Ultrasound provides much-needed answers for rebuilding lives in Nepal 

Ultrasound provides much-needed answers for rebuilding lives in Nepal 

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Dr Jesus Casado Cerrada, Internist at the Hospital Universitario de Getafe and Professor at the Universidad Europea, Madrid, Spain, has travelled to the Rasuwa district of Nepal to help a local NGO rebuild the region’s infrastructure following a severe earthquake in 2015

Dr Casado explains: “University colleagues from the architectural and engineering departments had already established successful projects in the village of Gatlang in Nepal. They returned from these trips saying there was a desperate need for better healthcare provision and asked if I could offer assistance. Volunteers from the local NGO informed the local community that western doctors would be coming to help, so they knew when to attend the health centre.”

Many of the medical problems faced by the local population in these recovering areas of Nepal are directly linked to living and working conditions, as Dr Casado describes: “A lack of basic healthcare and general poor sanitation means the presenting conditions are often very complex. In particular, poor food hygiene and no refrigerators are to blame for a significant number of patients arriving with abdominal discomfort. There are also a lot of respiratory conditions as a result of inhaling fumes from cooking over open fires in poorly ventilated temporary homes. Farming in the region involves hard physical labour in harsh weather conditions, and there are frequent musculoskeletal problems caused by carrying heavy weights of wheat, rice, or firewood, as well as injuries from falling on uneven ground when doing so.”

On his first trip to Gatlang, Dr Casado discovered a health centre but no doctors or nurses. He recalls his initial impressions: “When I first arrived, I saw very little equipment, only beds. There was a gynaecological examination room and an autoclave to sterilise medical supplies, but that was basically it. There were no medications and no diagnostic equipment, such as ECGs, analysers or radiology facilities, and I knew I had to return much better prepared.”

The following year, Dr Casado convinced his hospital in Madrid to provide all the medications he might need for his next visit, and Fujifilm SonoSite donated an iViz ultrasound system. He describes the contrasting benefits of the second trip: “I knew from experience that assessing patients is really compounded by the lack of a common language. People could point to the part of the body that hurt, but it was really difficult to find out any more about their symptoms. This was when the iViz came into its own – it is small, easy to carry, and provides immediate, crucial information about what’s really going on. It also coped well with the marked changes in temperature that we experienced because, at 2,400 metres, there is huge variation between the coldest and warmest times of the day. The most common cases we saw were for abdominal pain, and the iViz allowed me to see if there were any intestinal or kidney problems, any infection or build-up of fluid.”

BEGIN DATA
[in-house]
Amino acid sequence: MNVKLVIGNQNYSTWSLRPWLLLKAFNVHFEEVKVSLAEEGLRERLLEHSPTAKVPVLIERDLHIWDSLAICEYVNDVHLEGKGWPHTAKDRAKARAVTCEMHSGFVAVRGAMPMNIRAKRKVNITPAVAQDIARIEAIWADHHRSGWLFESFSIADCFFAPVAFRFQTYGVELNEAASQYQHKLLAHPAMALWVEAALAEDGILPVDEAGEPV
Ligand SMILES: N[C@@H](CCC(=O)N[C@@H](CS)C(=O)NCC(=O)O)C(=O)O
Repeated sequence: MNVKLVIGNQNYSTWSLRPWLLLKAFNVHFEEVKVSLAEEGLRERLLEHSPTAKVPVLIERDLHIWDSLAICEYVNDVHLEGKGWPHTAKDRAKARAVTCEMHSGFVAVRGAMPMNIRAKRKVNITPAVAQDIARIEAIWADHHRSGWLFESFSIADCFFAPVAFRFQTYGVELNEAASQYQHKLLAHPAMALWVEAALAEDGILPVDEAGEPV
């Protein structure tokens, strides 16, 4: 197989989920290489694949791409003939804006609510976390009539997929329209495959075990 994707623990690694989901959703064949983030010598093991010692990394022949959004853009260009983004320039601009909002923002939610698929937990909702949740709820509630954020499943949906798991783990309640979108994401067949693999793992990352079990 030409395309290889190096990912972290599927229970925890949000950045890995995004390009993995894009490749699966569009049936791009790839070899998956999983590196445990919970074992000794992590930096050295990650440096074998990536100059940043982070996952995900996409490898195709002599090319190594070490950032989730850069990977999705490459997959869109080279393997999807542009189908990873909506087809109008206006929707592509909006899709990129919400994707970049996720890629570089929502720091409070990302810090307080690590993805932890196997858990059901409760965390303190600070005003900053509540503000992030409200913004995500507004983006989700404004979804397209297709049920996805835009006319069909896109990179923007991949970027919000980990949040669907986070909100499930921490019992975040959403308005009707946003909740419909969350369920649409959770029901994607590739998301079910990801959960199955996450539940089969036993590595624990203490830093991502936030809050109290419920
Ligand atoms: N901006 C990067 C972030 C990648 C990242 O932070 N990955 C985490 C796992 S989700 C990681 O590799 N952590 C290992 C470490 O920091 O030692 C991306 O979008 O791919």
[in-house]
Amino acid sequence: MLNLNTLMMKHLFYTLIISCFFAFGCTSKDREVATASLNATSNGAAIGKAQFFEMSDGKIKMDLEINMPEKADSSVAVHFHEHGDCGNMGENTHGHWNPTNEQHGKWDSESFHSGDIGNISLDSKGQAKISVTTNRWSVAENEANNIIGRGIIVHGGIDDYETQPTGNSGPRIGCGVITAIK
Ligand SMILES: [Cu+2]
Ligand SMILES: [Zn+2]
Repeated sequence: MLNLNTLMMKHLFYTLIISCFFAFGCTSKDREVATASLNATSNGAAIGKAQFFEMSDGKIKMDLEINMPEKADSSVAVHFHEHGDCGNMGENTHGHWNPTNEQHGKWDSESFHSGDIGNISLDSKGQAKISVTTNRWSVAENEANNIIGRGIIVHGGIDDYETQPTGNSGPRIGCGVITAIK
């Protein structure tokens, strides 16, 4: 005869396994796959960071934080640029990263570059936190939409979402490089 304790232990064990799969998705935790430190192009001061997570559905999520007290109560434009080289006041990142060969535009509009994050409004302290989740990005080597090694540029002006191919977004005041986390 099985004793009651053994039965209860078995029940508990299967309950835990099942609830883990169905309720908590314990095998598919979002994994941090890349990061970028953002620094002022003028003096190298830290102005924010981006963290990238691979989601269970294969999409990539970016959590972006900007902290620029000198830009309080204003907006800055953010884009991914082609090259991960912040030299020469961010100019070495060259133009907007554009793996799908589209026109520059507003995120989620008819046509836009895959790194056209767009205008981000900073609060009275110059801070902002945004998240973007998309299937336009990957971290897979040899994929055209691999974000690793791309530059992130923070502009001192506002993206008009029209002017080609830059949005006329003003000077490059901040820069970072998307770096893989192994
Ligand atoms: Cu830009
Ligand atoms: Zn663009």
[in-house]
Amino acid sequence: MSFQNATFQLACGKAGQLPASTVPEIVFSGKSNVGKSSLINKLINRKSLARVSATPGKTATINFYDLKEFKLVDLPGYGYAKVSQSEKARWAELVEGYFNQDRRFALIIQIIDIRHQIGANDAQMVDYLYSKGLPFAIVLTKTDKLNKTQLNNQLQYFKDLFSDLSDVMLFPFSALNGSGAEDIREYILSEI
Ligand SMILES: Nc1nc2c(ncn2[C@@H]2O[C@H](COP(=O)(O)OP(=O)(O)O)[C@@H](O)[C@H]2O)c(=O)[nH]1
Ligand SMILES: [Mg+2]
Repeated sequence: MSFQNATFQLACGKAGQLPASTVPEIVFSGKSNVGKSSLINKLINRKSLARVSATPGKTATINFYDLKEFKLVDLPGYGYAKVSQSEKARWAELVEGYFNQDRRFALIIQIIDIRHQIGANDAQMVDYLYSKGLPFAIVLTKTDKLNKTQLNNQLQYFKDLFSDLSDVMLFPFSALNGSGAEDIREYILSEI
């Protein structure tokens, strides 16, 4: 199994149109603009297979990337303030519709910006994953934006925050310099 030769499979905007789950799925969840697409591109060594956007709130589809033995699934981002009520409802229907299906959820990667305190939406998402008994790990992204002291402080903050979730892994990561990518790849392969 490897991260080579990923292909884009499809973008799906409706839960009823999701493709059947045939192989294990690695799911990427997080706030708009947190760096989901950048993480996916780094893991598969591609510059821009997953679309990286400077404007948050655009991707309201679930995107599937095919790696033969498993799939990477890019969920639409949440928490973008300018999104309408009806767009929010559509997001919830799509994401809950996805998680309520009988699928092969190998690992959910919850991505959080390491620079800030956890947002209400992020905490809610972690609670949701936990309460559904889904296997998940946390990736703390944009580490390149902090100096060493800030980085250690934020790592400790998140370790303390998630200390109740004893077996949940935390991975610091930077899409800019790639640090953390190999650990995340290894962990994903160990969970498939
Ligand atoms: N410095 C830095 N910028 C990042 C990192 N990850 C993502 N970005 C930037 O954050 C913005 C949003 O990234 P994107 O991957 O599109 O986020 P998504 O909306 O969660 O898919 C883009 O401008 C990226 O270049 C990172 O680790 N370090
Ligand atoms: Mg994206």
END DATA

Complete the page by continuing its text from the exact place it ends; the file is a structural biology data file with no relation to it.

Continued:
Most of the patients coming to the centre were around 50 years of age – considered elderly in this community – but, for Dr Casado, one younger patient sticks in his mind: “A 30-year-old woman who happened to be visiting relatives in Gatlang came for a consultation. Unusually, she spoke English, and explained that she felt tired when exercising, had shortness of breath, and lately her legs had begun to swell. All these symptoms in western Europe would make us suspect heart failure, but risk factors like hypertension, diabetes, and obesity are not as common in Nepal. We could hear a systolic murmur and, when we carried out an ultrasound of the heart, we saw she had severe mitral insufficiency that was deteriorating the mitral valve. Of course, we had no medical resources to solve this problem, but were able to give her a written report to pass on to a cardiologist in Kathmandu. Having the ultrasound with us meant we could turn clinical suspicions into confirmation on the spot, and confidently point her in the right direction for the treatment she desperately needed.”

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SonoSite helped pioneer the concept of portable, point-of-care ultrasound, and it continues to be a world-leading manufacturer and innovator of bedside ultrasound systems as well as an industry leader in ultra-high frequency micro-ultrasound technology. Headquartered near Seattle, the company is represented by 26 subsidiaries and a global distribution network in over 100 countries. SonoSite’s portable, compact systems are expanding the use of ultrasound across the clinical spectrum by cost-effectively bringing high-performance ultrasound to the point of patient care. For more information, go to: www.sonosite.com.

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